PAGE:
I currently maintain a score of around 400 problems solved at Project Euler. It may be great or not so great, depending on whom you ask, but I believe it's safe to say I'm not a newb at CS and coding - and I never brute-force and always follow the under-one-minute-runtime rule!
And yet every time I solve one there and thus open a thread with solutions, I often bump into solutions that look like small miracles to me, which makes me wonder whether I'm missing some great gems of CS and computational math. (For those who are unfamiliar with Project Euler, there's a closed discussion to every problem, which opens only when you post the right answer.)
These threads are great sources themselves, but I'm looking for something bigger that gives consistent perspective on a topic or a number of topics. A book, basically. For example, recently I've discovered "Prime numbers, computational perspective", and it already helped me with PE, though it's been a week or so since I discovered it.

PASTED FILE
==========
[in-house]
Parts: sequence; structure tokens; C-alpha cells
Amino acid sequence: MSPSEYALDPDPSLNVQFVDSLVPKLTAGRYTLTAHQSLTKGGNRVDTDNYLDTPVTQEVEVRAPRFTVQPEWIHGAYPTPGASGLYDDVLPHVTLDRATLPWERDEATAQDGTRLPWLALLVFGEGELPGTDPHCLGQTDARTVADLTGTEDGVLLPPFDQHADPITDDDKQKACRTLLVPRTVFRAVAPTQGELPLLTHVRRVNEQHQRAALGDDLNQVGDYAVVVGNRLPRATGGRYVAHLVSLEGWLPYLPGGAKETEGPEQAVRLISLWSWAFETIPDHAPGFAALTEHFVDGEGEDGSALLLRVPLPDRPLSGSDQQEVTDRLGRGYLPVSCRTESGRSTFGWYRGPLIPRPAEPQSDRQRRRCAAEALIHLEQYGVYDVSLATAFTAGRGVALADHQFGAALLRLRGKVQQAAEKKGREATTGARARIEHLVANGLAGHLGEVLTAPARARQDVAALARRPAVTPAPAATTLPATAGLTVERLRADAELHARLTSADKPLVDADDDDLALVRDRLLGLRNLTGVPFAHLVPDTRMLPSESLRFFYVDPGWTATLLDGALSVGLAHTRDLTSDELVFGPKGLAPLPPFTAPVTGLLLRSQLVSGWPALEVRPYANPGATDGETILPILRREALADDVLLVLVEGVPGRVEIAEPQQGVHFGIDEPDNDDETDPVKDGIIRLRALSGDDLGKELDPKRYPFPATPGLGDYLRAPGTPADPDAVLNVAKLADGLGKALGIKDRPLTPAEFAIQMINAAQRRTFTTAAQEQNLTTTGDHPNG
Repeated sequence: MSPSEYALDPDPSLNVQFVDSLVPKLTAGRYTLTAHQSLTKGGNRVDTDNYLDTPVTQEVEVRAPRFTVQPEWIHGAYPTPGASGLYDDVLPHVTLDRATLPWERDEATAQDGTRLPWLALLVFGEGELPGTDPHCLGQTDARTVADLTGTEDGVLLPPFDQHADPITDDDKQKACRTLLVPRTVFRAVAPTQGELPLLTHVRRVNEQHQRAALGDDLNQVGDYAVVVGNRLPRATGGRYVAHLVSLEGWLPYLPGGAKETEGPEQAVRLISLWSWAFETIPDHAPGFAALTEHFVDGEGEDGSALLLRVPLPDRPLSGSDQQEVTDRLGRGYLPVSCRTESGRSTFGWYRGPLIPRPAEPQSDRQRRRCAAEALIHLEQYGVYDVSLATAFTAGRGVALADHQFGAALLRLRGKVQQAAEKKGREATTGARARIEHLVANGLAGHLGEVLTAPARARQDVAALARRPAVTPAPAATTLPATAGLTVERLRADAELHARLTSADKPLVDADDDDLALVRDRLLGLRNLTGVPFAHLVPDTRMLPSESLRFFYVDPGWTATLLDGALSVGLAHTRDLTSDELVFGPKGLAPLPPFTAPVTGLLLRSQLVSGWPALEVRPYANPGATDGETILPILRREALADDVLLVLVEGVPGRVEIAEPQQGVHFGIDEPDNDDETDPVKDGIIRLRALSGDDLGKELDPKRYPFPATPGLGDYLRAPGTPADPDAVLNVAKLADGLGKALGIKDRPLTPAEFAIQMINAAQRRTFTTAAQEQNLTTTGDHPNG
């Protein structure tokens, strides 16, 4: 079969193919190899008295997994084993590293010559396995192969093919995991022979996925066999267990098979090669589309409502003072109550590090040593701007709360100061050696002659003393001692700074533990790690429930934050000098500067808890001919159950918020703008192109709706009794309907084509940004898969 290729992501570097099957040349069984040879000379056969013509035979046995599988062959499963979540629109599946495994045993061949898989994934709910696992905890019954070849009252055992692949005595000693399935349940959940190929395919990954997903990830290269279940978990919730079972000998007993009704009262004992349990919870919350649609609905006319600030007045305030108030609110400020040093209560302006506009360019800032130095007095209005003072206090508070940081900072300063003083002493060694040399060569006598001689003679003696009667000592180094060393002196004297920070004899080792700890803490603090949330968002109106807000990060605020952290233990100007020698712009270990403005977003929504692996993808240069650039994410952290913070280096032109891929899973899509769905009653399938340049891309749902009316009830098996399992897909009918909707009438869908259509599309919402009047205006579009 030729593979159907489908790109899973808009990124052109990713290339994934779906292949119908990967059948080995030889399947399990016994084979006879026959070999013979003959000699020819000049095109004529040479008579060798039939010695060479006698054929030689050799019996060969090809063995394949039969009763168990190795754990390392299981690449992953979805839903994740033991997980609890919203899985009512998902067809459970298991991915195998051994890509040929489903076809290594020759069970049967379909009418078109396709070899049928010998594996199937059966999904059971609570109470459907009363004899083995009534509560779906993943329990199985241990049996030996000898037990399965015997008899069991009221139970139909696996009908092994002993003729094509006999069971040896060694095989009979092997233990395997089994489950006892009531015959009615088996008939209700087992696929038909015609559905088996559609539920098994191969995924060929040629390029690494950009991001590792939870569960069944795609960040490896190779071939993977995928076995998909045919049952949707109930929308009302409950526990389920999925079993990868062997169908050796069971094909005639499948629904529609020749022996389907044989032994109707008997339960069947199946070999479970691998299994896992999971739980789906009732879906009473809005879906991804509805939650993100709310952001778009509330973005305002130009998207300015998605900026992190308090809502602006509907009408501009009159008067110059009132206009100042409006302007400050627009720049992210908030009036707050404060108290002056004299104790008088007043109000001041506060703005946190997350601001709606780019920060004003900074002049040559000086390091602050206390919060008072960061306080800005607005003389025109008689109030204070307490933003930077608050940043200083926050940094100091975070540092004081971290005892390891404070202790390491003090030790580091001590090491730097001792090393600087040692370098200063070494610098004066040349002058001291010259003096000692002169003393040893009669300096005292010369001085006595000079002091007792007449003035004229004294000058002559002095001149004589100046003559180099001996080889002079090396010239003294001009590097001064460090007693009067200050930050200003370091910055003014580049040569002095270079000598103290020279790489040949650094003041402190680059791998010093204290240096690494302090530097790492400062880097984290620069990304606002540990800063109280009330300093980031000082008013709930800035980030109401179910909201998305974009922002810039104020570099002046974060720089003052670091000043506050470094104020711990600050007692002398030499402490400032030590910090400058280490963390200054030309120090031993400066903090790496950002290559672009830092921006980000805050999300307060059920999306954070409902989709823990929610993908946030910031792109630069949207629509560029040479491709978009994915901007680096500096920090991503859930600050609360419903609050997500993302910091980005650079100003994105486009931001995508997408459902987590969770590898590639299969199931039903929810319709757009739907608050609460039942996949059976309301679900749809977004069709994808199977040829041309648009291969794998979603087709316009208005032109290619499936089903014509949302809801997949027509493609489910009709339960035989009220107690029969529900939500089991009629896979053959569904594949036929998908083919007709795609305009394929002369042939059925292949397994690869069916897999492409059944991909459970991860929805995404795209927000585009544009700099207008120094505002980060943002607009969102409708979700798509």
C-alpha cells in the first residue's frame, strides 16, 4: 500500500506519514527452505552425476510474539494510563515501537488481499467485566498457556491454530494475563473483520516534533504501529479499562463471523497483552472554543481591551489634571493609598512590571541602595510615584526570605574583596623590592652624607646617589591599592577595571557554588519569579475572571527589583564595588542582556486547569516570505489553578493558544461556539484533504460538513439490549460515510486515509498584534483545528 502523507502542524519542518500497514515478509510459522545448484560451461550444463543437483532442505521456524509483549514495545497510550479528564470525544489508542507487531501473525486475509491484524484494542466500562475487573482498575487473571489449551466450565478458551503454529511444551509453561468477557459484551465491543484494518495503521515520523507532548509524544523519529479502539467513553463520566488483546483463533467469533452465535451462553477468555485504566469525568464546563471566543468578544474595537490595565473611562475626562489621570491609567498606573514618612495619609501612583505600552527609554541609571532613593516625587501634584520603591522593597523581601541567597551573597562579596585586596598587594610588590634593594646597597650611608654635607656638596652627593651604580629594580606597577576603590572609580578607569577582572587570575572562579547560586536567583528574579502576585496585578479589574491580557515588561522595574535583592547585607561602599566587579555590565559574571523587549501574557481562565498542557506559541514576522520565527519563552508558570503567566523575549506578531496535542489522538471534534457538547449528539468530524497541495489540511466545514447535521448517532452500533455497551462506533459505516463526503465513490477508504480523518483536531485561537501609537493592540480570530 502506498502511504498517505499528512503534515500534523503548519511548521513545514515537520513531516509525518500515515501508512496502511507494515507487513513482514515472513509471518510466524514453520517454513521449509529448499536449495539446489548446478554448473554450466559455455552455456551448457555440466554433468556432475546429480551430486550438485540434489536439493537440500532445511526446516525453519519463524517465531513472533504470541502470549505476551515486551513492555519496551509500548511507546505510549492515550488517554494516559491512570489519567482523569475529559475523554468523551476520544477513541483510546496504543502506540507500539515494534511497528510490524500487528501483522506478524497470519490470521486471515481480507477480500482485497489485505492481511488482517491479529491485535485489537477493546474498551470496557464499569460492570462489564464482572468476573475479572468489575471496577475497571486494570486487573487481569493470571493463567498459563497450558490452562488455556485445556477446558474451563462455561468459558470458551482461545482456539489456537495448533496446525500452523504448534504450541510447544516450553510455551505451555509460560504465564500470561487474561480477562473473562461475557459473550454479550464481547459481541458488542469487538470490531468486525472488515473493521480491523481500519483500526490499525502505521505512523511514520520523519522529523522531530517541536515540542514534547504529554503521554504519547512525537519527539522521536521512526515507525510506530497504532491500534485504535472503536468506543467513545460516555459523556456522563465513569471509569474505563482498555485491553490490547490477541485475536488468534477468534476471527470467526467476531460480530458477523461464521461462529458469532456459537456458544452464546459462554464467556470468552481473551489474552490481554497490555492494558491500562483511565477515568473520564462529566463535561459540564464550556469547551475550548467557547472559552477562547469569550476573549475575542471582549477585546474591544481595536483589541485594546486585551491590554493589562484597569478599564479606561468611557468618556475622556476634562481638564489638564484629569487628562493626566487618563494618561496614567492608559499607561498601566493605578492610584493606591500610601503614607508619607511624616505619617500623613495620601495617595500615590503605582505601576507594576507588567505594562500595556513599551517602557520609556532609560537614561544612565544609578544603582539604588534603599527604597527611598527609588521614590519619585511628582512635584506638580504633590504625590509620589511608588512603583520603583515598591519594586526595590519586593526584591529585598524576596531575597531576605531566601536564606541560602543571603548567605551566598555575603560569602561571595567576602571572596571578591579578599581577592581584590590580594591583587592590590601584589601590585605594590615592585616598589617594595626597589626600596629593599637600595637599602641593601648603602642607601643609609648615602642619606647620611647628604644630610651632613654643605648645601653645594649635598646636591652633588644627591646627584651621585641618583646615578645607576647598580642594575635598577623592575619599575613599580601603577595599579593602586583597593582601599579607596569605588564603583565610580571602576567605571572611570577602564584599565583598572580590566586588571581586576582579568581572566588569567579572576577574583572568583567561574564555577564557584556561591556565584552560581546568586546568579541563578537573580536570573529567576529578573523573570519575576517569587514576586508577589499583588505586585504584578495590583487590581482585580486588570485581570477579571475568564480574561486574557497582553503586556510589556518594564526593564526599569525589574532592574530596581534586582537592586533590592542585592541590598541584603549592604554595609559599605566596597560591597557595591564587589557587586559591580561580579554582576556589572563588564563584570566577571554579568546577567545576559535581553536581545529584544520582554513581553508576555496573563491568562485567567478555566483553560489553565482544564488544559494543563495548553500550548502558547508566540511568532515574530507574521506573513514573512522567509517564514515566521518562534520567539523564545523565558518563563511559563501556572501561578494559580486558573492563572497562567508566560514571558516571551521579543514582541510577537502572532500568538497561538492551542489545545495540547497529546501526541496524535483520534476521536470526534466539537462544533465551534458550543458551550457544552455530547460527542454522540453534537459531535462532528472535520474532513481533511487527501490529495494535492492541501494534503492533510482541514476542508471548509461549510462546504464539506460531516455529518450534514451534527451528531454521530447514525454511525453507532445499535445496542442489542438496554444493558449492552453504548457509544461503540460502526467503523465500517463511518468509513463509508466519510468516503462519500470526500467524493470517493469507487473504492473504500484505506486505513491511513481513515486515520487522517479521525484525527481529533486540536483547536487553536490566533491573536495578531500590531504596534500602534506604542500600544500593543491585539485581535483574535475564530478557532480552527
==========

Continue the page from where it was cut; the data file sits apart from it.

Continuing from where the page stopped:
What would you recommend of this sort? Exploration of the exotic areas of CS or certain unorthodox perspectives on the not-so-exotic areas of CS which tend to be missed even by more-or-less experienced at CS and coding.
EDIT: I was asked about my background and my motivation in the comments, so here they are.
It's a hobby and I want to be better at solving puzzles, yes. Shouldn't mean I don't take it seriously and it's just about finding an algorithm on the web and copying it without any understanding of how it works for me...
I definitely don't want to be a CS researcher, but I don't mind going through something you could consider challenging or boring for someone with just a hobby. My educational background is applied math with elements of CS, but it's more math than CS. For example, I know very little about functional programming, which I believe can't happen to someone with a purely CS degree.
By mentioning my 400 Project Euler problems, I wasn't in anyway bragging. After all, I'm here asking all these questions, because I feel that I'm lacking. But I didn't want to end up with suggestions of starting with Knuth or CLRS, so I thought the best and quickest way to avoid it was to mention something like the PE.
I realize that I'm being vague in what I want, but I don't know how to be more specific about something that I don't know or I don't know even exists. Basically, anything you would consider a must, but for someone who's not just starting from scratch and who won't be spooked by the more challenging stuff. Anything along the lines of "Prime numbers, computational perspective" or "Computational geometry", perhaps.